Four Tips for Dealing with or Avoiding Personal Injuries at Your Business

Four Tips for Dealing with or Avoiding Personal Injuries at Your Business

Personal injuries can happen to your employees in all sorts
of ways. Accidents can either result
from a catastrophic incident, like a
workplace accident, or can be the result of repeated harmful actions, like
a worker stooping over to pick something up without bending your knees.

In the latter case, there is often one distinct time that
the employee remembers bending over, like to pick up a pen that fell off her
desk, that she may think caused this injury.
But the real cause was her repeated improper movements that damaged
joints and vertebrae over the years.

Here are some tips to remember for not only avoiding
personal injuries in your business, but also for dealing with the consequences
of them once they have occurred.

  1.  Watch your Weight

There are many bad consequences associated with you or your
employees being
overweight. There is the added
strain on the heart that can result in circulation problems, high blood
pressure and stroke. Body chemistry
imbalances that can lead to diabetes.
Gall bladder diseases and gallstones, which often go together with rapid
weight gain. But another harmful effect
of obesity that isn’t as high on the list as others is the danger from
Osteoarthritis.

Being overweight puts additional stress on your joints,
because they are bending and stretching under unnatural strain. This condition, called Osteoarthritis, will
cause the protective cartilage on the ends of your bones, which cushion and
lubricate their movement, to wear down over time.

But the effects of Osteoarthritis can be reversed if an
employee loses the access weight that is the prime cause of it – if that weight
loss occurs before too much cartilage is destroyed. The process can actually reverse itself and
the body will replace cartilage if there is still enough to promote the
re-growth of this important tissue.

  1.  Look Where You’re Going

It may seem like a simple suggestion but because of, mostly,
our smartphones, you and your employees don’t pay much attention to where you’re
all going these days. Multi-tasking
while walking down the street is so commonplace that you don’t even much
notice that you’re doing it. Then a
simple little trip over a sidewalk crack can lead to terrible circumstances for
an employee and your business.

But if the employee doesn’t feel immediate ill effects from
the trip, he or she will probably carry on with nary a thought about what just
happened.

The next morning this worker wakes up with a swollen and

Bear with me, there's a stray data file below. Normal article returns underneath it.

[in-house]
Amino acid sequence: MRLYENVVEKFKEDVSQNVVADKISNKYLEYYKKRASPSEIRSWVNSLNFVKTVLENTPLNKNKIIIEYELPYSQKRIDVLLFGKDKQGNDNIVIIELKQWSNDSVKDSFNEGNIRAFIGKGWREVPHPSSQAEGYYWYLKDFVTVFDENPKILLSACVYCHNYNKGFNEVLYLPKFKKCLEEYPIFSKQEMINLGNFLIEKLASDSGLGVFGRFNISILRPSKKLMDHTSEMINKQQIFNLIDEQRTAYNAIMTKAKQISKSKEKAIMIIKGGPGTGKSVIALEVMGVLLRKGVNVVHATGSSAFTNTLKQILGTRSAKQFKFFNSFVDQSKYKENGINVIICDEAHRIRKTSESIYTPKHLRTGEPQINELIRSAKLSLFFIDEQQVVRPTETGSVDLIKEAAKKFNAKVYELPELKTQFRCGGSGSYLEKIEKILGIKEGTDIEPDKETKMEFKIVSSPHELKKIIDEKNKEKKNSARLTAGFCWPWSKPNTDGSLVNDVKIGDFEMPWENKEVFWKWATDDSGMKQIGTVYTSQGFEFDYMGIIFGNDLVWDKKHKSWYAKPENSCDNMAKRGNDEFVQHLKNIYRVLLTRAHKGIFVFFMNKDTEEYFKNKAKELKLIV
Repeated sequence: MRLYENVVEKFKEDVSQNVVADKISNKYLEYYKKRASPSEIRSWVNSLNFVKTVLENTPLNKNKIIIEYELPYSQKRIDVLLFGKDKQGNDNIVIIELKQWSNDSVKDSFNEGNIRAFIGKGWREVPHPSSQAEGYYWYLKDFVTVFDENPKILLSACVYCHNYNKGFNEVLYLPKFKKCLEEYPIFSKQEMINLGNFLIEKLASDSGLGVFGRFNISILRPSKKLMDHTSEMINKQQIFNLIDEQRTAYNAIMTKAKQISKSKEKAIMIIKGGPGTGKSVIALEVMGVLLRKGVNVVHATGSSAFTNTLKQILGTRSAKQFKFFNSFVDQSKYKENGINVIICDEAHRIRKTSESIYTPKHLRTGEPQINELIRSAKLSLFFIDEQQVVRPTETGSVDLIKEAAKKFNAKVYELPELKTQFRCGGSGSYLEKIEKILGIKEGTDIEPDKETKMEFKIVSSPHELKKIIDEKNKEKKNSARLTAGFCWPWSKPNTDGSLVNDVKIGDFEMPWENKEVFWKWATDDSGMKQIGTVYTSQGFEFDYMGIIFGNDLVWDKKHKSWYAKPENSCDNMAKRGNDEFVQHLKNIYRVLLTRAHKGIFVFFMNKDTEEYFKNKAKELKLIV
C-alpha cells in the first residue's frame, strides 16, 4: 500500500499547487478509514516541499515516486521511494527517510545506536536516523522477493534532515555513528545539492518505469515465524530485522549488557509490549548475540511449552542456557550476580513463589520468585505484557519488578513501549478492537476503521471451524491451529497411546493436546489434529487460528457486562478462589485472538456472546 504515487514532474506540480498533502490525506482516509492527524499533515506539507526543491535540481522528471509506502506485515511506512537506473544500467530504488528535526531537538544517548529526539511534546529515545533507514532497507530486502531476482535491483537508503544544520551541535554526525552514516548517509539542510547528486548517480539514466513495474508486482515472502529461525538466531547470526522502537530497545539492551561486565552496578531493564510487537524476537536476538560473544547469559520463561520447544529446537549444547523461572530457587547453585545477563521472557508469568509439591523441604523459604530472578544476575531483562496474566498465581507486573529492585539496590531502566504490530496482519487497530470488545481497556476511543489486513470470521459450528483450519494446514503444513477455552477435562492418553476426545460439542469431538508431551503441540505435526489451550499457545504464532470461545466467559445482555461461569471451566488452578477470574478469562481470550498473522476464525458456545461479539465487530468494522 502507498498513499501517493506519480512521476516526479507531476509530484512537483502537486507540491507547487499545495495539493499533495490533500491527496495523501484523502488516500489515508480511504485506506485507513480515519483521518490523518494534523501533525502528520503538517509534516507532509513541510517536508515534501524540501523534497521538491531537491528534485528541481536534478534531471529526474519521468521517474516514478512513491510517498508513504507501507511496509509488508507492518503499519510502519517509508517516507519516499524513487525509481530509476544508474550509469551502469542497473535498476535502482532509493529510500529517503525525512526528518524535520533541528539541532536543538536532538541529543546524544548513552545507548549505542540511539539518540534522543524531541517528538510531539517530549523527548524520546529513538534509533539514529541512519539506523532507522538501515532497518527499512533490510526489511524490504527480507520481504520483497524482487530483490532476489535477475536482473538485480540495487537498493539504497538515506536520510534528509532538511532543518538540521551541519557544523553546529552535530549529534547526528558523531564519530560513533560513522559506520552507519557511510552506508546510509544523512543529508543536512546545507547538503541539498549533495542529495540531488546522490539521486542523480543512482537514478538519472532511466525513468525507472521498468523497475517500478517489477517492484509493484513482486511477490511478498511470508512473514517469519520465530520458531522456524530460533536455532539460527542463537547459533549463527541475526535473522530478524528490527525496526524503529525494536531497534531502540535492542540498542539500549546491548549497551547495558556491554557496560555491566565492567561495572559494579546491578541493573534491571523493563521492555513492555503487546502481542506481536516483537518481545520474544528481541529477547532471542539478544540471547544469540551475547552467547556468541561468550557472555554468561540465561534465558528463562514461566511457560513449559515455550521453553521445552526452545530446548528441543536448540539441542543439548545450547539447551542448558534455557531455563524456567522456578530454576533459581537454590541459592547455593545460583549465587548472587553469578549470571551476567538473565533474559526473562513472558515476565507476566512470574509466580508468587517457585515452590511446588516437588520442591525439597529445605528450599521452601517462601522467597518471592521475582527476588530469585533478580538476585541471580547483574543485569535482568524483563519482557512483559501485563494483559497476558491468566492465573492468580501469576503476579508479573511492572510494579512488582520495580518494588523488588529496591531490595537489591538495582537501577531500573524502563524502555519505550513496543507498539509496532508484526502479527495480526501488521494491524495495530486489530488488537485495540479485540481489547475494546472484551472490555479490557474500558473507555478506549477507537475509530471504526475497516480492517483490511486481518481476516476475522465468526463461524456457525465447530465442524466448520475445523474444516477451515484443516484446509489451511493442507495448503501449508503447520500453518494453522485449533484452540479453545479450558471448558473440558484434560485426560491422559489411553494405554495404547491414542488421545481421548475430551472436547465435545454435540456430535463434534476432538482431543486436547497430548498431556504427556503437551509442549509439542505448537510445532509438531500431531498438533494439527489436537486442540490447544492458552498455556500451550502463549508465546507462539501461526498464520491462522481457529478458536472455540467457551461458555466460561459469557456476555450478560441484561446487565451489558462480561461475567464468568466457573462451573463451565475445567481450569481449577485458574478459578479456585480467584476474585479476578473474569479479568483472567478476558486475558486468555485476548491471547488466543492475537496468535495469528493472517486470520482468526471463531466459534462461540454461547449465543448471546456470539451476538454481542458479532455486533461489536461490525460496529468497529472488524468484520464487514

painful knee. But it still bends pretty
well, so he or she bears the pain and comes into work anyway. After all, the little trip suffered yesterday
certainly isn’t worth make a big deal out of, is it?

But a personal injury doesn’t have to be catastrophic to
merit arbitration under the law. Steven
Schwartzapfel, a lawyer experienced in personal injury cases at fightingforyou.com
explains, “Your injury doesn’t have to be catastrophic in order to cause
you real hardship. Even moderate injuries can disrupt your life and carry
considerable costs.”

That employee should have made an appointment with an
orthopedist and got that painful knee checked as soon as possible. If there’s damage it needs to fixed – before
the condition gets worse, and more expensive for the company’s insurance.

  1.  Be Careful with Social Media

If you’ve been injured in some way and are filing a personal
injury claim, you’ve got to be careful about what you post on social
media. It doesn’t matter if it’s
Instagram, Twitter or Facebook – be aware that anything that you post becomes
permanently available.

And it doesn’t matter if you delete it, even immediately, or
more thoroughly later from your profile.
That information can be retrieved, even if you have the privacy settings
on your accounts set at the highest levels.
Computer experts can recover absolutely anything that you’ve ever posted,
and that information could be used against you.

Always be mindful that attorneys and insurers will certainly
examine a plaintiff, or a respondent’s, social media accounts to defend, or
bolster, insurance claims. So, the safe
way to deal with social media is to always assume that whatever is posted, no
matter how briefly or by whom, can be seen by the general public, especially if
that information is relevant to some legal matter, such as a lawsuit.

  1.  Trucking Accidents

If you have a trucking company, remind your drivers that no
matter how carefully they drive, statistics show that they will be involved in
an accident sometime in their careers.
The main thing to remember is that insurance adjusters, even from your
insurance company, want to settle all claims from car accidents as quickly –
and cheaply – as possible. They care
about their bottomline, not their customers.

That’s
why it’s important to seek legal counsel for your company and its drivers,
first and foremost, no matter how small are trivial they may think that any
accident they are involved in actually is.